On this week’s adventure Coyote’s chasing after some seriously speedy Gopher Tortoises on the Tortuga Trail Wildlife Preserve at Florida Atlantic University.

Working alongside tortoise conservationist Jessica Huffman, Coyote will have to be quick on his feet to get an up close look at this remarkable keystone species…and unfortunately for Coyote he’s also in for one “BIG” surprise! You aren’t going to want to miss this episode of Breaking Trail!

Special Thanks to Jessica Huffman and all the members of SEEDS who helped in the making of this episode. Keep up all the incredible conservation work, you guys are the best!

Breaking Trail leaves the map behind and follows adventurer and animal enthusiast Coyote Peterson and his crew as they explore a variety of wildlife in the most amazing environments throughout North America!

From the University of Georgia in the USA:

Giving tortoises a ‘head start’

Raising gopher tortoises in captivity may boost wild populations

September 4, 2018

Research from the University of Georgia indicates that head-starting — raising a species in captivity and releasing it into a protected habitat after it has grown large enough to be less vulnerable to predators — is a useful intervention for boosting the state’s gopher tortoise population, which has been declining in numbers for decades due to predation, poaching and loss of suitable habitat.

Seventy percent of head-started tortoises raised from donor eggs were still alive a year after release at Yuchi Wildlife Management Area in Burke County, according to research by Tracey Tuberville and Dan Quinn. They published their findings in the Journal of Wildlife Management.

The gopher tortoise, Georgia’s state reptile, is a keystone species whose burrows provide shelter for more than 250 other species, said Tuberville, associate research scientist at the Savannah River Ecology Laboratory and adjunct faculty at the Warnell School of Forestry and Natural Resources.

Despite predation risks at the release site, survival rates were higher than survival reported for their wild counterparts, according to Quinn, a graduate student at SREL and Warnell during the research.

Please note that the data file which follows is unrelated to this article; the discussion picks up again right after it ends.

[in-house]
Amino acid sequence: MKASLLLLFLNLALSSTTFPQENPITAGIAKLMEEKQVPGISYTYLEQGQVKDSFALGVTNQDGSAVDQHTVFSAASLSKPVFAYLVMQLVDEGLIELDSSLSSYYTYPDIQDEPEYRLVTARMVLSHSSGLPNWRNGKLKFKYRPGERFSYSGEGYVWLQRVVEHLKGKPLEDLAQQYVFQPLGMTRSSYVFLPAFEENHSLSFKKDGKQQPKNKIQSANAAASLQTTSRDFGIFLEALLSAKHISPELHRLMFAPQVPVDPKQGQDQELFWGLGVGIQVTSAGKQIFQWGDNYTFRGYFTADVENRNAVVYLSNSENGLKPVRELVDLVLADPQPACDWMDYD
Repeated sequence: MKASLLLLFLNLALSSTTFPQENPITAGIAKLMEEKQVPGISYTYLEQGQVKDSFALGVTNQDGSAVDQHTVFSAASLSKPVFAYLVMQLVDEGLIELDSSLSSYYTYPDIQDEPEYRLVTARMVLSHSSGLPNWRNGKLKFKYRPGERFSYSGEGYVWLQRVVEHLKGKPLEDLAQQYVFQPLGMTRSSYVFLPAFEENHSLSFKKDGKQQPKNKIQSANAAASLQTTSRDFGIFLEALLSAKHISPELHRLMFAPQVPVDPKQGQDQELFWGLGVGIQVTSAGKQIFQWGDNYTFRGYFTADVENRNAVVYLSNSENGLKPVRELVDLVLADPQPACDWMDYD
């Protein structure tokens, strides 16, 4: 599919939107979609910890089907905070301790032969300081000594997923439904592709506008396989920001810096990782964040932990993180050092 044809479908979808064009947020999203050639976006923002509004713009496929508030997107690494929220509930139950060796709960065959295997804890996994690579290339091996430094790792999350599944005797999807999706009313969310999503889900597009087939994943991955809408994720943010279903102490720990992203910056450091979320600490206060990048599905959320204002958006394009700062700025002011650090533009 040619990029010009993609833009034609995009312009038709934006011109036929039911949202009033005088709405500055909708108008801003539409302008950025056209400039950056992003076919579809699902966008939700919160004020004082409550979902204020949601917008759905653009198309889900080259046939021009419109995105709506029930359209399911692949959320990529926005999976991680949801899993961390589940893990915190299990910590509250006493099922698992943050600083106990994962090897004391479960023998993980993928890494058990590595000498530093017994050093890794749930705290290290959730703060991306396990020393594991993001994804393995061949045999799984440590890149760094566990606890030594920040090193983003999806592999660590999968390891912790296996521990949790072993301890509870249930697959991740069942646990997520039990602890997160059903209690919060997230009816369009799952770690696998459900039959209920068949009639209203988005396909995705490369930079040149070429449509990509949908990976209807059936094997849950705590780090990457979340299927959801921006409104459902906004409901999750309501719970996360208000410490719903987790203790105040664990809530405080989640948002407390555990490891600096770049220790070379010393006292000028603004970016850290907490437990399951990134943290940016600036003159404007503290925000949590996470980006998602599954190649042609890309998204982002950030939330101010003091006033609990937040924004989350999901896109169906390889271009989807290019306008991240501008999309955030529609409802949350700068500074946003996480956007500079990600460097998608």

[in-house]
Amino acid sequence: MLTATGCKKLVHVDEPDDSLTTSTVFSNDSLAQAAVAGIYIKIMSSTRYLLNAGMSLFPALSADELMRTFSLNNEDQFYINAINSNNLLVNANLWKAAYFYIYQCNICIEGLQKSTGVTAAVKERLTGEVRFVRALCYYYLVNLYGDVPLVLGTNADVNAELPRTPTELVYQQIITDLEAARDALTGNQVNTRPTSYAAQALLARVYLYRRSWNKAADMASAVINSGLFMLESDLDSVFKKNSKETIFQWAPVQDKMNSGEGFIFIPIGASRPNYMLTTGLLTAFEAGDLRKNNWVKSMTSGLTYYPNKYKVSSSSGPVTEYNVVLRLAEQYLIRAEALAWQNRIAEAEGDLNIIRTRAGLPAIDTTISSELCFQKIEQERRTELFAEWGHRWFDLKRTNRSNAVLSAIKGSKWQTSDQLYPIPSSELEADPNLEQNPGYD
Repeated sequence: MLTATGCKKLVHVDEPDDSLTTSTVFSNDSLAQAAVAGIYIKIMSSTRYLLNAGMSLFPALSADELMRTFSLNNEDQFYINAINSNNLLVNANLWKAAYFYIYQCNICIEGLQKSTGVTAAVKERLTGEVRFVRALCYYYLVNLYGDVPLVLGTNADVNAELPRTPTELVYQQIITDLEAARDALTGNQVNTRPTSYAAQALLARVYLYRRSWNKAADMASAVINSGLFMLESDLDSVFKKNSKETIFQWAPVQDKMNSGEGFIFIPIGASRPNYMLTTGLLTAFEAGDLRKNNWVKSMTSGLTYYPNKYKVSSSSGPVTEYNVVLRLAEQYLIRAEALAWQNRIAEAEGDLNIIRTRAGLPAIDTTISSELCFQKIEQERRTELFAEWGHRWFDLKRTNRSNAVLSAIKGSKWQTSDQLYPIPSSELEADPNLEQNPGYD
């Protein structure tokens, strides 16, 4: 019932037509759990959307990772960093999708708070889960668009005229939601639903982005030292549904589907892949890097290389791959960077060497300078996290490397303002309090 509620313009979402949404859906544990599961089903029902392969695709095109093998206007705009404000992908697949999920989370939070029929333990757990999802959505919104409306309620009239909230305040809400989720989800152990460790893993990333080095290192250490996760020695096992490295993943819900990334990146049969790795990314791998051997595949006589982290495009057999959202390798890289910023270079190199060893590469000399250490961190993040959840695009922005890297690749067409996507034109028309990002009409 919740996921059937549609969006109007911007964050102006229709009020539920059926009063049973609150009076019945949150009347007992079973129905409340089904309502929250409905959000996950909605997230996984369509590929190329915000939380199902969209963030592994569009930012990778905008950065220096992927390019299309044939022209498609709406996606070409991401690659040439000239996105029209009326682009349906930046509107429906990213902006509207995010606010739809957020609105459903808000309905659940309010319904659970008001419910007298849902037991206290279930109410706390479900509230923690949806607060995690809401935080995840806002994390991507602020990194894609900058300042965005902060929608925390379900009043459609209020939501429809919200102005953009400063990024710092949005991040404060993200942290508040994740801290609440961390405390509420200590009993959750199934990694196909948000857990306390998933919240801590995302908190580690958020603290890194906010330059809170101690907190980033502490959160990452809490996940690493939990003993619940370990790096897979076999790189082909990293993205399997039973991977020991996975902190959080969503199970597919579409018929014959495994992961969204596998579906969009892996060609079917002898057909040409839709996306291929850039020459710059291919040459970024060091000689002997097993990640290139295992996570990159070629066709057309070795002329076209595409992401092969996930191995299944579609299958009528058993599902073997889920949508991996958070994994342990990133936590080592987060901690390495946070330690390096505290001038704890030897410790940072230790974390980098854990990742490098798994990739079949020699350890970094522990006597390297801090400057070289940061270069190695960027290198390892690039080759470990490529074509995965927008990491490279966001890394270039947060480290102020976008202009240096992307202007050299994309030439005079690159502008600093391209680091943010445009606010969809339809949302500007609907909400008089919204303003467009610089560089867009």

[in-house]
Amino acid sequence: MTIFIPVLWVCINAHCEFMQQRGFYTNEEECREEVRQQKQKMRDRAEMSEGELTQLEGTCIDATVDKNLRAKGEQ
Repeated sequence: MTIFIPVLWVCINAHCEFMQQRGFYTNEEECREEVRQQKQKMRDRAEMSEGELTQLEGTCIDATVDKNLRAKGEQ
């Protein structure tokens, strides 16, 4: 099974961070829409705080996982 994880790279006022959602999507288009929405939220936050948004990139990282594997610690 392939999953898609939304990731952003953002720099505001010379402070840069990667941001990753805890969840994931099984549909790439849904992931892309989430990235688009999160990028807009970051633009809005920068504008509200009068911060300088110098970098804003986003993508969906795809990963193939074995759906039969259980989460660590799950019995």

Quinn conducted two soft-releases of yearlings at YWMA during consecutive years. The team said the second release was the largest tortoise release in the state to date.

“We initially released the tortoises into pens to acclimate them into the natural environment,” he said. “This gives them time to construct a burrow and in theory it reduces predation risk.”

Forty-two of 145 yearlings were radio tracked and monitored for a year following the soft releases, providing information to inform future head-starting efforts.

Tracking data revealed that the juveniles demonstrated a strong rate of site fidelity, remaining together in a protected area, which allows them to reproduce. This means the soft-release technique is not necessary, according to Tuberville.

Instead, the researchers will implement multiple releases in various locations to help reduce predation risk. Predators included fire ants, raccoons and dogs, with fire ants accounting for the majority of fatalities.

Head-starting efforts at YWMA will continue with tortoises that are 2 to 3 years old, an age when they are less susceptible to predators, Tuberville said. Additional research will evaluate whether the positive effect on post-release survival warrants the additional time in captivity.

Pacific ocean animals’ migrations, new study


This 2012 video says about itself:

An educational video by SEE Turtles about sea turtle migrations including leatherbacks and loggerheads. Learn how these amazing animals swim thousands of miles to find food and nesting beaches.

From the University of California – Santa Cruz in the USA:

Tracking marine migrations across geopolitical boundaries aids conservation

September 3, 2018

The leatherback sea turtle is the largest living turtle and a critically endangered species. Saving leatherback turtles from extinction in the Pacific Ocean will require a lot of international cooperation, however, because the massive turtles may visit more than 30 different countries during their migrations.